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Market Failure and Government Intervention

… The Justice Department, which is seeking to block Oracle's $7.7 billion bid for PeopleSoft, said the merger would eliminate "head to head" competition between the two companies, reducing competition in the market for high-end systems large The government said Oracle had failed to prove that current or future competition from Microsoft Corp., Lawson Software Inc. or American Management Systems Inc. "would be timely, likely, and of sufficient magnitude to replace the competition lost because of the transaction."


... Oracle, Redwood Shores, Calif., acknowledged the PeopleSoft, along with SAP, are its primary competitors for customers of large "enterprise suites" of applications, such as for managing financial and human-resources systems. But it said other providers, even those who target medium-sized companies or offer only specialized software systems, constrain its pricing behavior.

"Sometimes these other vendors compete for only a piece of a deal, sometimes teams of vendors compete for the whole. Regardless, all such firms influence and constrain the pricing of the suite vendors," Oracle argued. "This typically occurs because 'marginal customers,' the most elastic, defect to other rivals, and it often takes only a relatively small fraction of the total customer base to defect before a price increase would be unprofitable."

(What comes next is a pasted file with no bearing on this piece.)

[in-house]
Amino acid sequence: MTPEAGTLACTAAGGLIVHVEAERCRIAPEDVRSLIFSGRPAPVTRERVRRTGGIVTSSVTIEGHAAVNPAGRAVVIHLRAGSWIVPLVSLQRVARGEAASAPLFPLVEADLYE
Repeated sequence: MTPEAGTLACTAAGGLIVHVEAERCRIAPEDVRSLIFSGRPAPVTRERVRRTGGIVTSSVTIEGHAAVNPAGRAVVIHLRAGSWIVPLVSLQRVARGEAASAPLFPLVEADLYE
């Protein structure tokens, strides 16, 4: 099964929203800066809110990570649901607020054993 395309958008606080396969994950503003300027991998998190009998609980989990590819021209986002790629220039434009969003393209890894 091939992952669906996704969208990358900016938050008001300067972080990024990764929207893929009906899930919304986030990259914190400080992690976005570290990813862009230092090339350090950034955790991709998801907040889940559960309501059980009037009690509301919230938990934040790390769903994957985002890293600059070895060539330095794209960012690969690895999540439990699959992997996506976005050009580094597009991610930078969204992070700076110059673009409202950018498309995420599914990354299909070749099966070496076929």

It certainly seems strange that Oracle would want to brag about its inability to change prices.  But the Justice Department is trying to maintain competitive forces precisely to limit how much Oracle charges for its services.1

In reading the Wall Street Journal, you will find that the first section contains many stories about the plans, strategies, wars, and cooperation among firms who have the market power to change prices.  That’s why they are in the first section; because they have the power to alter the lives of all of us, and that is news worth printing and attracting attention in the first section of the newspaper.  On the other, hand in the third section, the Wall Street Journal will have pages and pages of information on competitive markets in which none of the players have much market power.  In the pages on commodities, stocks, futures, and many other competitive markets, no one would want to buy if they felt that the market could be manipulated to their disadvantage.  There is not likely to be much market power in those markets, and the members in those market are not likely to be as well known.  Prices will be set by the market rather than by specific companies in the market.

As in the above article, antitrust agencies typically are the way to solve problems of market power.  However, when market power is so great because only one firm serves a market, the government may come in and regulate prices and output.  If that doesn’t work, the government may simply nationalize the industry and provide the product or service itself- something the American government has done frequently during wartime.

B.  Externalities

           A social optimum should occur where net social benefits are maximized.  The net social benefit is the difference between social benefits and social costs.  The concept of social benefit

1 Government Sums Up Argument Against Oracle's Bid for PeopleSoft


July 9, 2004 1:47 p.m.

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